Assume the good, doubt the bad…

Today at church I had the opportunity to listen to a wonderful lesson that one of the young women leaders was teaching to our girls. The topic was how we can support and serve our family members, and why it is so important. As she was teaching, I felt very pensive. I have reflected on my my relationship with my family each and every day for the last few years. I realize that I probably was not the most amazing teenager to raise, and that I have so many shortcomings that it is a miracle that my parents even allowed me to live through my teenage and young adult years. Sometimes I argue with my husband over silly little things that neither of us remember the next day, and on occasion I have realized that I am just plain rude to my extended family.

I am not perfect. I have made many mistakes, hurt a lot of feelings, burned a few bridges, tried to mend wounds, learned, tried to grow, re-built relationships, cherished the little things, become best friends, and have really realized why family is so very important. Through it all, I think the biggest thing I have learned is that I could have done better. I think we all come to a point in our lives when we realize this. It’s part of growing up, really. This is something that I know now, and that helps make me a better person each and every day. I think before I act. I choose my words carefully. I make the decision to not be offended. I cling to the opportunities I have to see or talk to family. Sometimes, I fall short. I realize I have slipped back into being distant, or moody, or that I have started to take for granted these people who I love dearly. So I start again, trying each day to be better than I was the day before.

This lesson at church really impacted me today. As I was sitting and listening to the lesson, I was reminded of a quote I recently saw on facebook. It is by Elder Jeffrey R. Holland, and it was a reminder that I needed to hear.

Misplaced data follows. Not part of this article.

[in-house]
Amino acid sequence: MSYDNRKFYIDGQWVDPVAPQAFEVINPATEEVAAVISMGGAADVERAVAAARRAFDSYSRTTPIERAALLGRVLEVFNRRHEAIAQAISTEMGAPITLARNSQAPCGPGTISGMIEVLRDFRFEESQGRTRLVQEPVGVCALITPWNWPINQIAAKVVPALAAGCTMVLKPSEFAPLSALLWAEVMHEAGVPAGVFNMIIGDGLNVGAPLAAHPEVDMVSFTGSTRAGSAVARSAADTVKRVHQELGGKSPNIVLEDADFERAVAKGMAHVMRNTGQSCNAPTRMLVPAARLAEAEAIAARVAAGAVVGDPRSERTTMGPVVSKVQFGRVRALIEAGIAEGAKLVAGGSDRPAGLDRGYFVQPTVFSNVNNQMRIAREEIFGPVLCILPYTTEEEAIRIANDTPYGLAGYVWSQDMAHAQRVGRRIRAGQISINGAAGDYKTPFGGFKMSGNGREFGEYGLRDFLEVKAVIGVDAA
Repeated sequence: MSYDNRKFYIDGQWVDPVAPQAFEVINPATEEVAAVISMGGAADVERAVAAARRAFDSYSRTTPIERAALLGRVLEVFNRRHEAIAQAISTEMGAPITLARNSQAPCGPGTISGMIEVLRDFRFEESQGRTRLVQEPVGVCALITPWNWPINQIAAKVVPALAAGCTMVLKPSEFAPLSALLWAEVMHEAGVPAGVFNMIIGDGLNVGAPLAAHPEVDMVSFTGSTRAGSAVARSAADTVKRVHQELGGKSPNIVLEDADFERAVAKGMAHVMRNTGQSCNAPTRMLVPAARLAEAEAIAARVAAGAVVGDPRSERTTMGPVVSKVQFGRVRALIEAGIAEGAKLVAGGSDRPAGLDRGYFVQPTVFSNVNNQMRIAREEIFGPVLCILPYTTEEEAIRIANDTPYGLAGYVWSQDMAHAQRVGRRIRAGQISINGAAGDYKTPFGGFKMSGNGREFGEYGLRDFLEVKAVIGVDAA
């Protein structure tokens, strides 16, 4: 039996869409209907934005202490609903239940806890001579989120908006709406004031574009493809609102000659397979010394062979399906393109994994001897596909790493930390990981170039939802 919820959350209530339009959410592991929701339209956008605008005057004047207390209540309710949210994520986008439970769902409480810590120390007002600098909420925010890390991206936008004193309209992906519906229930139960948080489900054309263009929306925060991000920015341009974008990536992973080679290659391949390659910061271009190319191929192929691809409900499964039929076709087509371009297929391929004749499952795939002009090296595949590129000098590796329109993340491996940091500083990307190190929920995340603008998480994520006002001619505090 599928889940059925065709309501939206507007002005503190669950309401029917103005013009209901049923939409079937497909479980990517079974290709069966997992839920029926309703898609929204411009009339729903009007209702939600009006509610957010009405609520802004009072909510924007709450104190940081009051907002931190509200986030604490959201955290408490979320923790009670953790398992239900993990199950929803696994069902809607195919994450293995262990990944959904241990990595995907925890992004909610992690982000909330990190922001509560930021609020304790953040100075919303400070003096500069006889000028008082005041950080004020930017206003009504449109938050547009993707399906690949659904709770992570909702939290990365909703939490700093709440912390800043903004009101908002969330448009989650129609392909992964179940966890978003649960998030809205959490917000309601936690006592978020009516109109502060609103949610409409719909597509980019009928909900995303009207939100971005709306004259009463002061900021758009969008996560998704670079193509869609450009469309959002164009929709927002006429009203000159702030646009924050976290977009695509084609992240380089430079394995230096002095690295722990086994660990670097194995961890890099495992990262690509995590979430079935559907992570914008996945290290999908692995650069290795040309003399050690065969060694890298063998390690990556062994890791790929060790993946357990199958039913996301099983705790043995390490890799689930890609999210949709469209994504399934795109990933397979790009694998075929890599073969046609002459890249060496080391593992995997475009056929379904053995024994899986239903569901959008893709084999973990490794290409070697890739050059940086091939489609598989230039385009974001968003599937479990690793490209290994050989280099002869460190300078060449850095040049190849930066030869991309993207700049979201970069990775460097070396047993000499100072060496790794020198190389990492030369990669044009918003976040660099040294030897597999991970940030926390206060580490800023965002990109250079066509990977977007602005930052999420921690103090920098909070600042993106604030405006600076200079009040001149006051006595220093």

How often do we not do this? Why does it become so easy sometimes to assume that someone–especially someone we love–intended the worst possible thing and meant to hurt us? Why do we not give people the benefit of the doubt? Why do we let these feelings grow and fester, rather than assuming the good and letting the bad go?

Just like I am not perfect, my loved ones aren’t perfect either. The thing is, I don’t expect them to be perfect. They don’t expect me to be perfect. It’s okay to slip up. It’s okay to have a bad day. What it isn’t okay to do is push family away. It isn’t okay to look for reasons why our loved one is wrong. It isn’t okay to have to always be right. And, it isn’t okay to be offended by the little things, or to look for reasons to be upset.

Choosing to not be offended is actually much easier than you might think. Instead of assuming the worst and feeling hurt, try taking a brief moment to give the other person the benefit of the doubt. Brush it off, and move on. You will be astounded how much better you feel. Just try it. If you don’t see your relationships improving, you can always go back to being upset and offended. But I promise you, the more you try to “assume the good and doubt the bad,” the more you will feel the burden of contention lifted from your shoulders and your relationships.